The final rule on overtime pay protection was signed by president Obama and published on May 18, 2016. The rule takes effect December 1, 2016. The DOL estimates that the new rule will extend the right to overtime pay to an estimated 4.2 million workers.
Which businesses are affected?
Generally, businesses and nonprofit organizations with gross annual sales of $500,000 or more must extend overtime pay to qualified employees. For nonprofits, only UBIT sales are considered toward the $500,000.
In addition, all hospitals, businesses providing medical or nursing care for residents, schools (whether operated for profit or not for profit) and public agencies must comply with the new rule.
Businesses must also extend protection to employees whose work regularly involves them in commerce between States (“interstate commerce”), even if the business is not covered on an enterprise-wide basis.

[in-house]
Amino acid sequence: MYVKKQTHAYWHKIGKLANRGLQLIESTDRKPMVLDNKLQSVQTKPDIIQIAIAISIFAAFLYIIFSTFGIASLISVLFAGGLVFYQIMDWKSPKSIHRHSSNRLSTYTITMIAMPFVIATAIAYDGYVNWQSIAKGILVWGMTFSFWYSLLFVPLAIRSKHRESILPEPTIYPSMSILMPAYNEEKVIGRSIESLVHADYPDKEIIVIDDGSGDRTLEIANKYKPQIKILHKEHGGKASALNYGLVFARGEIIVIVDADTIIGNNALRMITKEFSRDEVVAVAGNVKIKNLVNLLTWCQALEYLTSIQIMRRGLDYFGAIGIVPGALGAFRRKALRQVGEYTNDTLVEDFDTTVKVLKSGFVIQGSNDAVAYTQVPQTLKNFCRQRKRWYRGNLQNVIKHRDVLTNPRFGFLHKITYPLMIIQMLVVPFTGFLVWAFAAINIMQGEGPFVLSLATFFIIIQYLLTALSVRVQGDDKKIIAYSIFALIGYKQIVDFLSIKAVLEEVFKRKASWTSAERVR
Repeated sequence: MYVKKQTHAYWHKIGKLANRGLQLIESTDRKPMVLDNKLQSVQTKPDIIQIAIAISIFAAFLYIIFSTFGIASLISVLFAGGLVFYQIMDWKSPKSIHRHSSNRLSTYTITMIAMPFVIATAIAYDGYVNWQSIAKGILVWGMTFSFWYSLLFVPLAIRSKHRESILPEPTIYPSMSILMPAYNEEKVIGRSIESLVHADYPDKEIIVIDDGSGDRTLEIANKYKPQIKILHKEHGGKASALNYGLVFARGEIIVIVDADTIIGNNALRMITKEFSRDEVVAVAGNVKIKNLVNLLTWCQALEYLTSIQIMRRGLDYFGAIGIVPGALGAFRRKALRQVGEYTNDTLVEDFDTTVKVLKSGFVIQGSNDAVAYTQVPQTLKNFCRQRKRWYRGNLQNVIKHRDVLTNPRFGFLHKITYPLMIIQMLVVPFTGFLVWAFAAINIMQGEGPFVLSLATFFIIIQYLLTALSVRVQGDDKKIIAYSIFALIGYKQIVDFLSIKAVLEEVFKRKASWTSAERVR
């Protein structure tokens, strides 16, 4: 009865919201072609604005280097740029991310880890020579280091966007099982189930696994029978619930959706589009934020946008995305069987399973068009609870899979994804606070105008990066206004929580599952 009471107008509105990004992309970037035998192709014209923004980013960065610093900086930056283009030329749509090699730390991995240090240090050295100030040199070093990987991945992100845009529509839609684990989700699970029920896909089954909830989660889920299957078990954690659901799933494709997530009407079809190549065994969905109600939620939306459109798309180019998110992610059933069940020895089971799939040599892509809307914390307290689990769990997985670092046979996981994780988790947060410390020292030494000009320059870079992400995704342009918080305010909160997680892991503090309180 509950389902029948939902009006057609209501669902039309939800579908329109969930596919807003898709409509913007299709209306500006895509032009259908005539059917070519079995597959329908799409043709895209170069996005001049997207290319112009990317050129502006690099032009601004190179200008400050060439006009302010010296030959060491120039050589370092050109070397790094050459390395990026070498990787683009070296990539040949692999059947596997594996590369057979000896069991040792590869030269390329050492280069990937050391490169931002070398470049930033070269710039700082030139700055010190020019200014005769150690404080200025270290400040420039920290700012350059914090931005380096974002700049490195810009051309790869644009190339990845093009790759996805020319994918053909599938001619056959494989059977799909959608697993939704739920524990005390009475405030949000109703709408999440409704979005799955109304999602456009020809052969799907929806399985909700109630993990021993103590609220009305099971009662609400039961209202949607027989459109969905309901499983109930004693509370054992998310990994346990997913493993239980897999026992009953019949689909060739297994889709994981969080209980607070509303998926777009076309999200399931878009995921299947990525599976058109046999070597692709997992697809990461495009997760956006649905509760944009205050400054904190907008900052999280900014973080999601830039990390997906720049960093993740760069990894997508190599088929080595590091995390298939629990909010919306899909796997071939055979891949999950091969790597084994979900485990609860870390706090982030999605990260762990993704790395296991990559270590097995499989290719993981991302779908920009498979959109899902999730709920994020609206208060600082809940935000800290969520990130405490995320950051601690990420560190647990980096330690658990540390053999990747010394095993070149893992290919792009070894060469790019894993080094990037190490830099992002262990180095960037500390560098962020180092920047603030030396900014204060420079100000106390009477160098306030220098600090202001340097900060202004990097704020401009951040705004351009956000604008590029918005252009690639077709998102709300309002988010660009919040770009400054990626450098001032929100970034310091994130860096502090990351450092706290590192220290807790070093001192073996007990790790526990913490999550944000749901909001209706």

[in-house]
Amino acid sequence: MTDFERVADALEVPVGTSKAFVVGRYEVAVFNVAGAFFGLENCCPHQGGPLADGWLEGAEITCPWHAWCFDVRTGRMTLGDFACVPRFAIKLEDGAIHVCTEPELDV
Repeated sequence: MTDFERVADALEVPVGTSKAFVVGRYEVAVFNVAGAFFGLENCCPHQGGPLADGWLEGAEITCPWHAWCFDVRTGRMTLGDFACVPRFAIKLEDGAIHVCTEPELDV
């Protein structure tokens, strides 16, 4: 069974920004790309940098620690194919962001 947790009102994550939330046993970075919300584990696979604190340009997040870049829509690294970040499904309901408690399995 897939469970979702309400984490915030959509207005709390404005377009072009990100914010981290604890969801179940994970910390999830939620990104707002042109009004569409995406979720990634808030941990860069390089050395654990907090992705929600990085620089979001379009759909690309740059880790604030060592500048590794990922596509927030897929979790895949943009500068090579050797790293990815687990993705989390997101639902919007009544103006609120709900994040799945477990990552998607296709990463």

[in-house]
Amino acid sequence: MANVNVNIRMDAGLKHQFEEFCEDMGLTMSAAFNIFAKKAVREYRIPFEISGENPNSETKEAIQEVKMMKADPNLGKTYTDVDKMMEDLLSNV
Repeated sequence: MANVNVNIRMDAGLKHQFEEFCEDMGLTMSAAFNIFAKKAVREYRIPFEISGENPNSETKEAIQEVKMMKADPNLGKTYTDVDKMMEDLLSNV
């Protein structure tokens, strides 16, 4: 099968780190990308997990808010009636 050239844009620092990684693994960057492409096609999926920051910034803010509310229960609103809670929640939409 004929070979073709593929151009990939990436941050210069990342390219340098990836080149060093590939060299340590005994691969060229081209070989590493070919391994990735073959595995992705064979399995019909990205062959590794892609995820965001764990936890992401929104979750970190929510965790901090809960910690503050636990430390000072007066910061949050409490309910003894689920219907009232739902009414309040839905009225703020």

Which employees are affected?
Generally, overtime pay protection is extended to full-time salaried workers with earnings up to $47,476 annually or $913 per week. Bona fide executive, administrative, and professional (“EAP”) employees are exempt. In addition, the total annual compensation requirement for highly compensated employees (HCE) subject to a minimal duties test is increased to $134,004. Nondiscretionary bonuses and incentive payments (including commissions) may be used to satisfy up to 10 percent of the new standard salary level.
Future automatic updates to salary thresholds will occur every three years, beginning on January 1, 2020.
What is overtime pay?
Employees covered by the Fair Labor Standards Act must receive pay for hours worked in excess of 40 in a workweek at a rate not less than one and one-half their regular rates of pay.
Check the DOL’s FAQs for more information.
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